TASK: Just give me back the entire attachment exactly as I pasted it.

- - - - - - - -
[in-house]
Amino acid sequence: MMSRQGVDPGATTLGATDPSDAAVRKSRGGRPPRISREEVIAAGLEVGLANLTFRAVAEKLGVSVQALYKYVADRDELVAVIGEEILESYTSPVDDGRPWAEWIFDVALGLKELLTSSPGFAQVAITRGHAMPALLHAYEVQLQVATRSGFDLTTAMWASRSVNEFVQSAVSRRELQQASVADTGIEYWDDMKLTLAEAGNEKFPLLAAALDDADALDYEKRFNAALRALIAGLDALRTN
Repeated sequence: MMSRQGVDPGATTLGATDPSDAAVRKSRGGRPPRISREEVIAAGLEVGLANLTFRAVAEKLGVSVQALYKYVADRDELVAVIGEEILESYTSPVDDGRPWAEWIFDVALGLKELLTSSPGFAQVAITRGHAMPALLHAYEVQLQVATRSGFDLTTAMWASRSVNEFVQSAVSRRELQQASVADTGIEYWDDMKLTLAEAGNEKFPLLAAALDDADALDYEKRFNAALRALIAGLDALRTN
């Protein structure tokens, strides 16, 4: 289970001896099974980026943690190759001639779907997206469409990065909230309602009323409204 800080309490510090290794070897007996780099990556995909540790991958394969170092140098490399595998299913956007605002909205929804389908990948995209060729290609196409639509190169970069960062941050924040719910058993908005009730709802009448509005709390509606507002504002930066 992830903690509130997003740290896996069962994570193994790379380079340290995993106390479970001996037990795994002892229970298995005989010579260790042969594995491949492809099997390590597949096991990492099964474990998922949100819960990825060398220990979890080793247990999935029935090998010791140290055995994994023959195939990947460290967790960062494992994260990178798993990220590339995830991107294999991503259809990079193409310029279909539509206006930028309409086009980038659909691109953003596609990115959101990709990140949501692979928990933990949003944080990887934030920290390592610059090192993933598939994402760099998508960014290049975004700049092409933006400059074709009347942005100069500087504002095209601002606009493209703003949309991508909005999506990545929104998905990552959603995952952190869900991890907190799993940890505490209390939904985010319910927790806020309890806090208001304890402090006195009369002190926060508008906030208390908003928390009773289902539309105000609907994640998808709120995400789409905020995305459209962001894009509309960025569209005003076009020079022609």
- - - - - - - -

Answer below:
[in-house]
Amino acid sequence: MMSRQGVDPGATTLGATDPSDAAVRKSRGGRPPRISREEVIAAGLEVGLANLTFRAVAEKLGVSVQALYKYVADRDELVAVIGEEILESYTSPVDDGRPWAEWIFDVALGLKELLTSSPGFAQVAITRGHAMPALLHAYEVQLQVATRSGFDLTTAMWASRSVNEFVQSAVSRRELQQASVADTGIEYWDDMKLTLAEAGNEKFPLLAAALDDADALDYEKRFNAALRALIAGLDALRTN
Repeated sequence: MMSRQGVDPGATTLGATDPSDAAVRKSRGGRPPRISREEVIAAGLEVGLANLTFRAVAEKLGVSVQALYKYVADRDELVAVIGEEILESYTSPVDDGRPWAEWIFDVALGLKELLTSSPGFAQVAITRGHAMPALLHAYEVQLQVATRSGFDLTTAMWASRSVNEFVQSAVSRRELQQASVADTGIEYWDDMKLTLAEAGNEKFPLLAAALDDADALDYEKRFNAALRALIAGLDALRTN
């Protein structure tokens, strides 16, 4: 289970001896099974980026943690190759001639779907997206469409990065909230309602009323409204 800080309490510090290794070897007996780099990556995909540790991958394969170092140098490399595998299913956007605002909205929804389908990948995209060729290609196409639509190169970069960062941050924040719910058993908005009730709802009448509005709390509606507002504002930066 992830903690509130997003740290896996069962994570193994790379380079340290995993106390479970001996037990795994002892229970298995005989010579260790042969594995491949492809099997390590597949096991990492099964474990998922949100819960990825060398220990979890080793247990999935029935090998010791140290055995994994023959195939990947460290967790960062494992994260990178798993990220590339995830991107294999991503259809990079193409310029279909539509206006930028309409086009980038659909691109953003596609990115959101990709990140949501692979928990933990949003944080990887934030920290390592610059090192993933598939994402760099998508960014290049975004700049092409933006400059074709009347942005100069500087504002095209601002606009493209703003949309991508909005999506990545929104998905990552959603995952952190869900991890907190799993940890505490209390939904985010319910927790806020309890806090208001304890402090006195009369002190926060508008906030208390908003928390009773289902539309105000609907994640998808709120995400789409905020995305459209962001894009509309960025569209005003076009020079022609």